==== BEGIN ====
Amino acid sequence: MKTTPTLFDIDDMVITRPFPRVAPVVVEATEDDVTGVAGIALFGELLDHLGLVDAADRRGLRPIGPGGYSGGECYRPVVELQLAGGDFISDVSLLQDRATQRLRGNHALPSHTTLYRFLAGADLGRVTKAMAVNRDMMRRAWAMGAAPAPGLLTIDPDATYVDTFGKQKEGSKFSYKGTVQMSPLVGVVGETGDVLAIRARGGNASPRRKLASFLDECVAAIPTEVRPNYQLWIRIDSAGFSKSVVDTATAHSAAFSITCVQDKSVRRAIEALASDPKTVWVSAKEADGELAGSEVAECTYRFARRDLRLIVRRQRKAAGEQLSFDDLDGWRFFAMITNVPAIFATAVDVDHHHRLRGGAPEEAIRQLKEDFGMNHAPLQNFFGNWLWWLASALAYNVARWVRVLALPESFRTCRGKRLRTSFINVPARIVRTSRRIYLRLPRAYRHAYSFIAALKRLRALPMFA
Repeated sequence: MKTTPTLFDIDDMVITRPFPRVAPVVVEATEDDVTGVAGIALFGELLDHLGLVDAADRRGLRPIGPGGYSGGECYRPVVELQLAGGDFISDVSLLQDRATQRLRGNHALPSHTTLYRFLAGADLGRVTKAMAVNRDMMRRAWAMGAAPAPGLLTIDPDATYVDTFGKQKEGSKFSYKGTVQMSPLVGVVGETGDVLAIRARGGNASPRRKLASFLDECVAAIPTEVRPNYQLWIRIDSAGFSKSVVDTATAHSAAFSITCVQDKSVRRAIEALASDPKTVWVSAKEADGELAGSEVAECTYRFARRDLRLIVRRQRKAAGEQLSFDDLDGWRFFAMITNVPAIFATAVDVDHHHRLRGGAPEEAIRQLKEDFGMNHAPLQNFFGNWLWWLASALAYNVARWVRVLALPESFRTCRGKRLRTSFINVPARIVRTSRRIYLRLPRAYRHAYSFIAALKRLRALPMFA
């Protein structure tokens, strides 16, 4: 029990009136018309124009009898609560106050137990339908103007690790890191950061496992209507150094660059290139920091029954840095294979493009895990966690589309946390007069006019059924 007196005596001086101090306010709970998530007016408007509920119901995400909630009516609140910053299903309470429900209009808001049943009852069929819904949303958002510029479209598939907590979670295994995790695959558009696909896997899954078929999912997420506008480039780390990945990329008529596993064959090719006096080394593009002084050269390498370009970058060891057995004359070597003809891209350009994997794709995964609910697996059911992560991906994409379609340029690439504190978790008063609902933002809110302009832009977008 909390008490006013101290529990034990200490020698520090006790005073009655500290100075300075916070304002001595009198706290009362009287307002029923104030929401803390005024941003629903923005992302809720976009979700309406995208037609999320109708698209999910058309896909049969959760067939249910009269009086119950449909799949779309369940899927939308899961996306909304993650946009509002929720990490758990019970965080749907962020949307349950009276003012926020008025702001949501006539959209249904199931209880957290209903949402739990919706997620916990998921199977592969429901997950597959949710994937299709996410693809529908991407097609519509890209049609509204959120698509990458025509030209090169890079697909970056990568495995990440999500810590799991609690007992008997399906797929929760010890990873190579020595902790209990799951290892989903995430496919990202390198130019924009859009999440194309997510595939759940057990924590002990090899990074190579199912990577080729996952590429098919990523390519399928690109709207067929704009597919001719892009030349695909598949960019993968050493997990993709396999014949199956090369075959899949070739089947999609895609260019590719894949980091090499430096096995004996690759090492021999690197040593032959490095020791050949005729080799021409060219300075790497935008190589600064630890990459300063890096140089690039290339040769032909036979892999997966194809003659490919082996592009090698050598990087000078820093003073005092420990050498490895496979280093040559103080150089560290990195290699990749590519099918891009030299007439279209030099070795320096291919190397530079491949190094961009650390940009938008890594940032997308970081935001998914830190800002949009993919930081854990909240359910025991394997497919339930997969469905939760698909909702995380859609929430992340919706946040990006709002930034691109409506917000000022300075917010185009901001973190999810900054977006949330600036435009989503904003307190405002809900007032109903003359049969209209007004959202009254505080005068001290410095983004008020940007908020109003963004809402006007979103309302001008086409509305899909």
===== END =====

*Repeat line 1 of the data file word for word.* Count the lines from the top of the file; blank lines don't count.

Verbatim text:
Amino acid sequence: MKTTPTLFDIDDMVITRPFPRVAPVVVEATEDDVTGVAGIALFGELLDHLGLVDAADRRGLRPIGPGGYSGGECYRPVVELQLAGGDFISDVSLLQDRATQRLRGNHALPSHTTLYRFLAGADLGRVTKAMAVNRDMMRRAWAMGAAPAPGLLTIDPDATYVDTFGKQKEGSKFSYKGTVQMSPLVGVVGETGDVLAIRARGGNASPRRKLASFLDECVAAIPTEVRPNYQLWIRIDSAGFSKSVVDTATAHSAAFSITCVQDKSVRRAIEALASDPKTVWVSAKEADGELAGSEVAECTYRFARRDLRLIVRRQRKAAGEQLSFDDLDGWRFFAMITNVPAIFATAVDVDHHHRLRGGAPEEAIRQLKEDFGMNHAPLQNFFGNWLWWLASALAYNVARWVRVLALPESFRTCRGKRLRTSFINVPARIVRTSRRIYLRLPRAYRHAYSFIAALKRLRALPMFA